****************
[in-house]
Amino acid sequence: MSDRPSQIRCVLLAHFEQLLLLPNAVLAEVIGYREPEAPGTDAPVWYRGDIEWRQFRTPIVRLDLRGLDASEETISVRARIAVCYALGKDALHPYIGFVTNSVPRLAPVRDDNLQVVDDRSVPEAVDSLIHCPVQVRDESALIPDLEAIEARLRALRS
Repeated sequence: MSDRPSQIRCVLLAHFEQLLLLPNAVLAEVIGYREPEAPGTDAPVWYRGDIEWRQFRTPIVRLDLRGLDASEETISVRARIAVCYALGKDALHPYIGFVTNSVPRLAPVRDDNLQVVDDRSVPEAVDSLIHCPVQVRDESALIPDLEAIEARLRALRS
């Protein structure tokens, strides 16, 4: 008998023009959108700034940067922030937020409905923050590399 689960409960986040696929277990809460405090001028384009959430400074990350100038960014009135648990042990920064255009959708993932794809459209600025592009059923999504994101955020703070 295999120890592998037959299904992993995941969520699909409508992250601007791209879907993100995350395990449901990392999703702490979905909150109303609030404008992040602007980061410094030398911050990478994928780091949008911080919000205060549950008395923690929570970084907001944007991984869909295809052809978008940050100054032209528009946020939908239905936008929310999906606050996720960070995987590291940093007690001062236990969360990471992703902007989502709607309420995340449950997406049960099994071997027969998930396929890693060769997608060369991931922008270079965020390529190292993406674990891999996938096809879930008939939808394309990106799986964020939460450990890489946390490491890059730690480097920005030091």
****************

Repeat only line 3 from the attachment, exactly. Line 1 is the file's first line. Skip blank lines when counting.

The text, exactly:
Repeated sequence: MSDRPSQIRCVLLAHFEQLLLLPNAVLAEVIGYREPEAPGTDAPVWYRGDIEWRQFRTPIVRLDLRGLDASEETISVRARIAVCYALGKDALHPYIGFVTNSVPRLAPVRDDNLQVVDDRSVPEAVDSLIHCPVQVRDESALIPDLEAIEARLRALRS